Leaving the cube

i did a little A double-take on this: $100 million is a big number at any point, but two and a half months after the $56 million round is pretty wild. At the very least, we know that Path Robotics is ready to put its money where its mouth is — and Tiger Global likes what it sees in a welding robotics firm.

The “pre-emptive” Series C brings its total funding to $171 and propels it toward the top of the most well-funded construction robotics companies. There’s a lot of space here, of course. The global construction market is worth tens of trillions of dollars annually. And one of the beauties of the industry is how many flanks it has to attack.

image credit: Path Robotics

Path’s special funding… Well, Path points to ambitions beyond welding. But it’s a good place to start, with a massive shortage of about 400,000 jobs in the US alone by 2024. Tiger Global Partner Griffin Schroeder pulled back the curtain a touch, saying:

Path’s innovative approach to computer vision and proprietary AI software allows robots to adapt, understand and adapt to the challenges of each unique welding project. We believe this breakthrough technology can be adopted for many other applications and products beyond welding, to serve our customers holistically.

I think there’s a risk for startups to take too fast – even one as well funded as Path.

image credit: edusa distribution

Verve Motion’s funding round barely missed the cutoff for Roundup inclusion last week. It’s tough when your lead-in is a $100 million round, but $15 million is certainly nothing to scoff at. A spinout of some really interesting work being done in Conor Walsh’s lab at Harvard’s Vice Institute and the John A. Paulson School of Engineering and Applied Sciences, Verve is one of several startups in the Motion exoskeleton/exosuit category.

There are two vastly different audiences for this technology: people with mobility issues and the blue-collar labor force. For now, at least, Verve is targeting the latter, with its soft exosuits designed to help reduce workplace injuries from activities like repetitive lifting. Honestly, it fits very well on the dull, dirty, dangerous paradigm.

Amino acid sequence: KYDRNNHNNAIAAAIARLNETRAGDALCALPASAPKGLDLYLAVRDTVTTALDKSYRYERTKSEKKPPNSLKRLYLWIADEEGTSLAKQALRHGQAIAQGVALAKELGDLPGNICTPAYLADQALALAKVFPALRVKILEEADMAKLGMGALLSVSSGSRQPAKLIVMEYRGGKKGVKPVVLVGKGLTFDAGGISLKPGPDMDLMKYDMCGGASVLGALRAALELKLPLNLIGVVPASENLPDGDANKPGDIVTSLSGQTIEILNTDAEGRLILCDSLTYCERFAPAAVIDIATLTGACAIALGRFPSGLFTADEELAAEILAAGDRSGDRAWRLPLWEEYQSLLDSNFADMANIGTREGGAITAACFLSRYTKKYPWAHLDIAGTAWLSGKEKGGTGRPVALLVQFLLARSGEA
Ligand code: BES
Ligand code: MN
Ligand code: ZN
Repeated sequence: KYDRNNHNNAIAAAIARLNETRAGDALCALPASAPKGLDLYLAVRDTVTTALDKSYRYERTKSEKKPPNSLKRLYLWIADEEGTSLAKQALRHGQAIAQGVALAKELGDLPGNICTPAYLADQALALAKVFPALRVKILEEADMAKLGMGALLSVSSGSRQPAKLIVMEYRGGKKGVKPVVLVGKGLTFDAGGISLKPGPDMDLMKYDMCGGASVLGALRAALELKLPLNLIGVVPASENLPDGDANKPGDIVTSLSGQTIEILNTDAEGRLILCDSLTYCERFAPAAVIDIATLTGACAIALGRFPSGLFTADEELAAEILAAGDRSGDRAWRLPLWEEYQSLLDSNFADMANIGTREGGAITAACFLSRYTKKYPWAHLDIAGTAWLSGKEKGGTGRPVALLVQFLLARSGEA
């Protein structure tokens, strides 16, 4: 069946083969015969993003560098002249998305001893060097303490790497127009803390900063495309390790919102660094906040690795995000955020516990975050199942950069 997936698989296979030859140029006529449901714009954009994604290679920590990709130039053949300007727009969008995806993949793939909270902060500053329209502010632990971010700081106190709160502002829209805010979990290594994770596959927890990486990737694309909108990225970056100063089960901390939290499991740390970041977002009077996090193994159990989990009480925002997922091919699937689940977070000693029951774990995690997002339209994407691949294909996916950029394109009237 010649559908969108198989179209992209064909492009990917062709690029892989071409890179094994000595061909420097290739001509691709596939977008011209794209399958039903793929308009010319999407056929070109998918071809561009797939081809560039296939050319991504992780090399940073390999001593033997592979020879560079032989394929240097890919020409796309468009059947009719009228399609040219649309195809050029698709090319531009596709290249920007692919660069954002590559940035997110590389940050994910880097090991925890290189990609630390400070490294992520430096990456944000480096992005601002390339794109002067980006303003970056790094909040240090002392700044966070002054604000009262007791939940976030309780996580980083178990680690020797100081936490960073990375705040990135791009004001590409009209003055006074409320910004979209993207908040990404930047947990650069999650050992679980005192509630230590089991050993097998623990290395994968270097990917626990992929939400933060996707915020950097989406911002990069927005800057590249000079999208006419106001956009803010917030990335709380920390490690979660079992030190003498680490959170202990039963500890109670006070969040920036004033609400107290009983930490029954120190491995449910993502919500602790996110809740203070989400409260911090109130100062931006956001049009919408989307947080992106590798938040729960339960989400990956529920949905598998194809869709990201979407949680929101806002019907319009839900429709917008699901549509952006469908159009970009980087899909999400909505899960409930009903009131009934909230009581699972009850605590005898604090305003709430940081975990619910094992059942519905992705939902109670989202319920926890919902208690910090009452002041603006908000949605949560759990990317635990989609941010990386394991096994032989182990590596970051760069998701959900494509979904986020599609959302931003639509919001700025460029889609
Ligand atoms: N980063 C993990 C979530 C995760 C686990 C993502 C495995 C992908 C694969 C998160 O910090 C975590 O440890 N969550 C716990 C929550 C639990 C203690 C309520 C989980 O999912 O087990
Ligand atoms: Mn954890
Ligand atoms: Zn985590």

Less funny news from OpenAI, which quietly disbanded its robotics team. This move actually came last October, but Venture Beat reported this last week. The team was perhaps best known for Rubik’s cube-solving robotics arm – a fascinating project, but apparently a bit of a dead end. Quoting a spokesperson:

After advancing the state of the art in reinforcement learning through our Rubik’s Cube project and other initiatives, last October we decided not to pursue robotics research and instead refocus the team on other projects. Due to rapid advances in AI and its capabilities, we have found that other approaches, such as reinforcement learning with human feedback, lead to rapid progress in our reinforcement learning research.

And in the department of horribly crushing a funny thing Mark Twain once said, the report of Pepper’s death…if not exaggerated, is at least disputed by the source. What is clear is that SoftBank’s robotic face was not doing what the firm expected, and at the very least, it has decided to go back to the drawing board.

In addition to continually renewed sales of signage-holding humanoid bots, SoftBank Robotics CMO Kazutaka Hasumi told Reuters, “We will still sell pepper in five years.” It’s hard to know what to make of it. As far as these things go, Paper wasn’t a particularly useful robot, despite having a solid pedigree due to its acquisition of the French firm, Aldebaran, by SoftBank.

At least, the company is considering some kind of redesign. That alone seems unlikely to move the needle much.

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